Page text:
Hawaiian Legacy Hardwoods, its principal, and a host of related businesses are being sued in federal court in Honolulu. The plaintiff, Streamline Consulting Group (SCG), alleges that the companies, all owned by or controlled by Jeffrey A. Dunster, owe around $30,000 for work performed by SCG but, more significantly, also owe SCG in the neighborhood of $300,000 in the wake of Hawaiian Legacy Hardwoods having obtained carbon-sequestration certification last year.
Hawaiian Legacy Hardwoods, LLC – which in 2014 changed its name to Legacy Hardwoods – is attempting to replant much of Kukaiau Ranch, on the windward slopes of Mauna Kea, with koa and other native tree species. It does this by selling investors blocks of 100 seedlings, which it then agrees to cultivate up through the point where the trees are harvested and milled. Investors get proceeds from the sale, minus costs for services provided by HLH. In recent filings with the Securities and Exchange Commission, the company puts the price of a block of seedlings at $11,880. In addition, a nonprofit set up by Dunster, called Hawaiian Legacy Reforestation Initiative (also a defendant), plants so-called legacy trees, at $60 each ($20 of which is donated to a charity of the buyer’s choice, $1 donated to The Nature Conservancy of Hawai`i, and the remainder used to offset cultivation costs).
The principal of SCG is Tiffany Potter, and if that name sounds familiar, it is probably because for several years, Potter was listed by Hawaiian Legacy Hardwoods as its “carbon and environmental assets analyst” (in a 2010 newsletter), as one of its “executive officers” (in SEC filings), and as a “senior consultant” (in a 2010 press release).
But whatever goodwill existed between Dunster and Potter in the past has almost certainly been extinguished with recent legal filings. In an affidavit filed with the court, Potter suggests that the various business entities associated with HLH operations “are all part of the same business enterprise … under the common control of Dunster and have no independent operations.”
“To the best of my knowledge,” says Potter, who worked with Dunster for more than three years, “Dunster commingled the funds of his entities and treated them as his own.”
One of the most cutting statements Potter makes concerns Dunster’s financial position. Although HLH has reported sales of blocks of trees to investors totaling more than $4 million over the last three and a half years, Potter suggests the operation rests on a precarious footing: “Dunster’s entities appeared inadequately capitalized or undercapitalized as evidenced by the fact that without receipt of a subsidy payment check from the U.S. Department of Agriculture, Natural Resources Conservation Service, they were not able to pay any of their obligations.” (According to the website of the Environmental Working Group, which tracks USDA payments, from 2010 through 2012, Hawaiian Legacy Hardwoods received $636,731 in Conservation Reserve funds.)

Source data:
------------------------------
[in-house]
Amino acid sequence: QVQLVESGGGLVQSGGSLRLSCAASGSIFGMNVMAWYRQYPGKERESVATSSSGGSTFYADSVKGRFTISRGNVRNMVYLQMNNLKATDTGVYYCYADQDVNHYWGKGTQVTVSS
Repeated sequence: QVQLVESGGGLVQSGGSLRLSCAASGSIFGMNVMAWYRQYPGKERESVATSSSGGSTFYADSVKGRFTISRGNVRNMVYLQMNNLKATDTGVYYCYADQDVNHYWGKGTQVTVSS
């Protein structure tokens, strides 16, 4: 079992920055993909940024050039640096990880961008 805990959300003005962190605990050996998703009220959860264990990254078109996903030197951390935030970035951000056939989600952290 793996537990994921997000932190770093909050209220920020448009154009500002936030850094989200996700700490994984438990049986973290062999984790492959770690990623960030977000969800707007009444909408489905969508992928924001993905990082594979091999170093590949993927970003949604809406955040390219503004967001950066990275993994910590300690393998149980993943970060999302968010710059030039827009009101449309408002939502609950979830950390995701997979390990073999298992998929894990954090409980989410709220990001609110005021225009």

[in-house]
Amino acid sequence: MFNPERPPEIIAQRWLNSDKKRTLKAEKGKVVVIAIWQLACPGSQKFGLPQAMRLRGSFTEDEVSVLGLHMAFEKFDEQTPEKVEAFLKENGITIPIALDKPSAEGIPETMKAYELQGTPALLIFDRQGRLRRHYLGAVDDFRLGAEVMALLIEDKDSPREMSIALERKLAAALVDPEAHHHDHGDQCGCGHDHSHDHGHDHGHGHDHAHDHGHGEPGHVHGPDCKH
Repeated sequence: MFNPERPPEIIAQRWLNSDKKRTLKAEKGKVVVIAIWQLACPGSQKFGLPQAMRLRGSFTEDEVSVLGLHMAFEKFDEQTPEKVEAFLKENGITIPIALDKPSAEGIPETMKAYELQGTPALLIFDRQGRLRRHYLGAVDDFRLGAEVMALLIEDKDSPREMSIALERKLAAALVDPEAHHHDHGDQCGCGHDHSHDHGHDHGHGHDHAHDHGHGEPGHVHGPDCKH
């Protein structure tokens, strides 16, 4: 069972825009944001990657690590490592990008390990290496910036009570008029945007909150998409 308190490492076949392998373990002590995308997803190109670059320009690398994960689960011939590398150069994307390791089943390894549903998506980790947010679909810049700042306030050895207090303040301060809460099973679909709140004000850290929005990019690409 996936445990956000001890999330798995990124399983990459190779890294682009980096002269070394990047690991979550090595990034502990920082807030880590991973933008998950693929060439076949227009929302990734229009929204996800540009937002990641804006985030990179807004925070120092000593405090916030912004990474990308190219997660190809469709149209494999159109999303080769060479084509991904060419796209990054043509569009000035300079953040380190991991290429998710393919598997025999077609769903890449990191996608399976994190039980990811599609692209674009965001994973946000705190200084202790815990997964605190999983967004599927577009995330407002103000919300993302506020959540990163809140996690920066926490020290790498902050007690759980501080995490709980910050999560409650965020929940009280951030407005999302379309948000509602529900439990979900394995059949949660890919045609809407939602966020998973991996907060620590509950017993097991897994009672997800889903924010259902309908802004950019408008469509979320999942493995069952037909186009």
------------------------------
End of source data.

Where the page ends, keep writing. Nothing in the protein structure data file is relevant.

For their part, Dunster and the businesses that are co-defendants claim that the agreement for services, one of two agreements that Potter alleges have been breached, requires that disputes go to binding arbitration – and not be litigated in court.
They also challenge Potter’s claim that all the companies she is suing are effectively Dunster’s alter ego: “Other than the conclusory allegations of partial common ownership and control, Plaintiff has failed to allege any factual allegations that would plausibly suggest or support an alter-ego theory as to Hawaiian Legacy Reforestation Initiative and Legacy Holdings.” Legacy Holdings, formerly known as Hawaiian Legacy Holdings, is a limited liability corporation whose members are Dunster and his business partner, Darrell Fox.
At the heart of SCG and Potter’s complaint is a seminal event in the development of HLH’s business: the determination last June by The Gold Standard, a Swiss-based standard and certification organization, that HLH could sell an average of 10,000 carbon credits a year. A credit represents one metric ton of sequestered carbon dioxide or carbon-dioxide equivalent (CO2e).
An agreement for services between SCG and Hawaiian Legacy Carbon (another defendant, whose name has since been changed to Legacy Carbon) calls for SCG to make “strategic introductions for HLC affiliates for the purposes of raising capital or selling product (e.g. carbon offsets),” among other things. It details conditions for payment of an “achievement fee” of 3.5 percent in the event that HLH or HLC receives product funding as a result of a “strategic introduction or referral” from SCG.